Maxine VM: A VM in Java

Maxine VM is an open source meta-circular JVM from Sun.

Maxine is a VM designed for and written in the Java(TM) Programming Language with an emphasis on leveraging meta-circularity, componentized design, and code reuse to achieve flexibility, configurability, and productivity for academic and industrial virtual machine researchers.

The Maxine Inspector [5min, YouTube] seems pretty neat! Bringing VM research to the masses :)
A longer presentation by Bernd Mathiske at the JVM Language Summit 2008 provides a good introduction.

Comment viewing options

Select your preferred way to display the comments and click "Save settings" to activate your changes.

Jikes RVM is also open source

The big contribution here is the Maxine Inspector, which is cool and all BUT! BUT! it is written in Java and the GUI is Swing. This is 2010, and maybe I am the only one who feels like that was a Brutalist architecture decision. Pragmatically speaking, this means coming up with richer visualizations will be difficult - Swing is painful when you have an idea for a new visualization and want to prototype it in Java. Sadly, Jikes RVM has a summer coding intern project for a student to implement the Inspector for Jikes.

I guess I can't blame either Maxine' or Jikes' project leaders; the NetBeans JavaFX branch is pretty underwhelming as well. JavaFX Composer just isn't titilating.

Anyway, check out Ben Titzer's e-mail to the Jikes mailing list; most of what Ben talked about doing is now in progress (from what I've been spying on).


Good to see Maxine getting some interest, and on the front page of LtU too.

The C1X compiler was the last thing I did before I left Sun, and I think we did a pretty good job separating the runtime system from the compiler and made some pretty big improvements to the performance of Maxine. There are some details in our VEE 2010 paper Improving compiler-runtime separation with XIR.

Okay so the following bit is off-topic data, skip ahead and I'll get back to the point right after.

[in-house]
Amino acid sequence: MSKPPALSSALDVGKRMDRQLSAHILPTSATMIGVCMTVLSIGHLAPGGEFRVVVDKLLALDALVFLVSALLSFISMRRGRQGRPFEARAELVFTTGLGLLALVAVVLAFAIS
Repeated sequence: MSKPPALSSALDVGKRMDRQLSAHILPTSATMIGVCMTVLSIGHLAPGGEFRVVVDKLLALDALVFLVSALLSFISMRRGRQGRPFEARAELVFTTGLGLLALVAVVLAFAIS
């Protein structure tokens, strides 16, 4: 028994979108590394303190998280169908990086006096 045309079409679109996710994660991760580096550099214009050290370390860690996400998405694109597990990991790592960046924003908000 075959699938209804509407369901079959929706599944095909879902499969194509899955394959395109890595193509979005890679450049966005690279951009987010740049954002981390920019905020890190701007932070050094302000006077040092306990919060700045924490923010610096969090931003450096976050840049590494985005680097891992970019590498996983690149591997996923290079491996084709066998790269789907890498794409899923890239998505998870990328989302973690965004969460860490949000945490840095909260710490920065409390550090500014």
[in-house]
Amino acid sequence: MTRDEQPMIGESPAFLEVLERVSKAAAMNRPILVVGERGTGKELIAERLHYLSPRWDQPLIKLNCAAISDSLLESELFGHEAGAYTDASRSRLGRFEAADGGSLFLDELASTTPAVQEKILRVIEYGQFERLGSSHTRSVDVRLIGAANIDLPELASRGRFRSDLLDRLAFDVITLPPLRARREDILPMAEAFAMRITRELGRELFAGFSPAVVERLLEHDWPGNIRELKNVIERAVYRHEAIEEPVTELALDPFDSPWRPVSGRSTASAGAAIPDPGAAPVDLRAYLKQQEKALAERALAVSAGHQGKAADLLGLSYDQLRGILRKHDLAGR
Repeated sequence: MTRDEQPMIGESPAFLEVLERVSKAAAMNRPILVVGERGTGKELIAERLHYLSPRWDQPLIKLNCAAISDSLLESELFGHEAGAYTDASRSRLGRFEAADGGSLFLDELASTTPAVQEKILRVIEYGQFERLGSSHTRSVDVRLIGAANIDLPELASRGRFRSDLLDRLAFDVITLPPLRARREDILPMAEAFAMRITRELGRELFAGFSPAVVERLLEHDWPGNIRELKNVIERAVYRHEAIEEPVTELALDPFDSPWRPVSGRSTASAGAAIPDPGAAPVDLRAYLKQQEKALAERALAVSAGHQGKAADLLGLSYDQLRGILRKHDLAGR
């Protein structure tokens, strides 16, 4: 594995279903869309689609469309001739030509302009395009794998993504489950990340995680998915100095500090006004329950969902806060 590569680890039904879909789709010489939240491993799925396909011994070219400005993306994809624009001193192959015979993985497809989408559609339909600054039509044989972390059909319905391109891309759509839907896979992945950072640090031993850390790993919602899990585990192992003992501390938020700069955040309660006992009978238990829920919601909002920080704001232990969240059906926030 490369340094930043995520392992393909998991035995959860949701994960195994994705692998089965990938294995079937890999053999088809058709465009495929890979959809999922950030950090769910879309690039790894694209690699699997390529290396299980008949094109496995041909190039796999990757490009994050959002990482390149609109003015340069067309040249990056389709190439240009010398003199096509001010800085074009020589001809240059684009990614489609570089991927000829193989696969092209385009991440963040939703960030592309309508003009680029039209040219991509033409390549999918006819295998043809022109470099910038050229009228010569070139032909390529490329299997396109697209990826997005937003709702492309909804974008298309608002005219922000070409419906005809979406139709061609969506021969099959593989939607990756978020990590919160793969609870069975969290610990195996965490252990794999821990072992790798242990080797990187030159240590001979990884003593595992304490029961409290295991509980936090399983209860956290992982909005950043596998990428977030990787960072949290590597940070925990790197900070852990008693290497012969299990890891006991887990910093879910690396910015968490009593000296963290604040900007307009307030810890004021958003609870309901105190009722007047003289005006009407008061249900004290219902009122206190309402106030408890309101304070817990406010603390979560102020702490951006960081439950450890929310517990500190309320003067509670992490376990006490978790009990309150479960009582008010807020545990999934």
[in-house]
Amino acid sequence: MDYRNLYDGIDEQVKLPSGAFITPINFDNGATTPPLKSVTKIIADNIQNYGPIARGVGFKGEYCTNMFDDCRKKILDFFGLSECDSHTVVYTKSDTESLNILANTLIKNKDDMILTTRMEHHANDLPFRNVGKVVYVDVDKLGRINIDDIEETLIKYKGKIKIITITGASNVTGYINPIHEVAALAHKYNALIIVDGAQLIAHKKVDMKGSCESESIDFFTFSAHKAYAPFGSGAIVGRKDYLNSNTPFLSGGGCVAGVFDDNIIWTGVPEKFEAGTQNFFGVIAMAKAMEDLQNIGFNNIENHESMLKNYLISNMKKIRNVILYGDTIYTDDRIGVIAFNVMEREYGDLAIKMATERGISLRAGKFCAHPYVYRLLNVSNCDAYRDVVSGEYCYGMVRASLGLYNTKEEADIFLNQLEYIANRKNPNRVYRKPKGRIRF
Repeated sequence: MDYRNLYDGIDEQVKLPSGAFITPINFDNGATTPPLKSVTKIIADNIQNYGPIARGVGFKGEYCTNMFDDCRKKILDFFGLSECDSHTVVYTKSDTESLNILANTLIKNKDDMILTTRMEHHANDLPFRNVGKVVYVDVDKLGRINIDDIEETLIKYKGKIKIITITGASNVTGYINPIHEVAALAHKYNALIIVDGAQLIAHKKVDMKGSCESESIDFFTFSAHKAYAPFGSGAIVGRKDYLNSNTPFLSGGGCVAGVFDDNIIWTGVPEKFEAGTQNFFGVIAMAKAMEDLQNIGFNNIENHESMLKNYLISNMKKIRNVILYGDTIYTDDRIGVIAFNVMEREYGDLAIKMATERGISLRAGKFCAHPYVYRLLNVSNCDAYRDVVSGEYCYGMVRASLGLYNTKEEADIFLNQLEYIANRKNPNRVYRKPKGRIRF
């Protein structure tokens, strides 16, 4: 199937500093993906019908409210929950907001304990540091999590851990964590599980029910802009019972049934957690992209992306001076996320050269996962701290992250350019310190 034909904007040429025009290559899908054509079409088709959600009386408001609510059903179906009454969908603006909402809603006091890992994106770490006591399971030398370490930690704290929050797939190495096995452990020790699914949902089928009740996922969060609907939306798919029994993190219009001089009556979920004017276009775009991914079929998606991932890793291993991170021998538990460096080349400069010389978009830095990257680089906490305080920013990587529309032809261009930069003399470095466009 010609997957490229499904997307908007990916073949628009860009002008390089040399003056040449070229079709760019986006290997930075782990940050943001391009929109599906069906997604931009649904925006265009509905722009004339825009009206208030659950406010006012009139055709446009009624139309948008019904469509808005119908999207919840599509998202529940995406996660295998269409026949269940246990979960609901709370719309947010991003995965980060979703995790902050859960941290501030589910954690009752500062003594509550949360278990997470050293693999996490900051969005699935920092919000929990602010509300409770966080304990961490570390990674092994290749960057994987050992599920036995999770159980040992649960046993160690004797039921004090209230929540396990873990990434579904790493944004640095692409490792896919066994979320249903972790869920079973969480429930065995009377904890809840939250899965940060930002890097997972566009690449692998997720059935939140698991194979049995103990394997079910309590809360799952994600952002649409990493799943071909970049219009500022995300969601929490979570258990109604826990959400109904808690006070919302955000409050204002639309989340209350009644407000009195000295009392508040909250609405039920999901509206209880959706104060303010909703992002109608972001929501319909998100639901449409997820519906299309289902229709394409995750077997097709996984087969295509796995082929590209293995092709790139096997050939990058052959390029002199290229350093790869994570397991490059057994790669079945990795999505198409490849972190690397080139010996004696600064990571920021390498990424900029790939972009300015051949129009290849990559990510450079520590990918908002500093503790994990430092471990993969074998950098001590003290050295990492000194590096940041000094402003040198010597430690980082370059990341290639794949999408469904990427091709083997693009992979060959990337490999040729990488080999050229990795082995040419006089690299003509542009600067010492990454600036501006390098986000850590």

I noticed that Tony Hosking opened a Codehaus project to port C1X to JikesRVM. We talked at length about this a few times, and I hope he gets funding and volunteers to do it. MmTk (and perhaps the Harmony libraries) aside, there has been precious little code reuse in VM projects and I hope this idea may get some traction.


Java and Swing in the Maxine Inspector

As the developer of the Maxine Inspector since its infancy (though not from birth) I can add some background on the choices mentioned here: Java and Swing.
First Java. The early Inspector was co-designed with the VM, and was in fact essential: no other tools would support the VM's development. An (inspired, IMHO) early architectural decision made by the original development team (before I joined) was to expedite the ability of the Inspector to analyze and model VM state by sharing code with the VM: not only some of the core VM code, but also the specific implementations of various VM functions that might be bundled into a particular VM build. This, combined with Java reflection, allows the Inspector to "read the bits" from the VM process and pretty much "disassemble" the entire VM state. The part of the Inspector that does this, which I have gradually been disentangling from the presentation layer, can only be Java. Furthermore, the ability to load both the VM and Inspector code into the IDE of my choice, and to browse, refactor, and build them both in place, has greatly amplified my productivity while working on Maxine.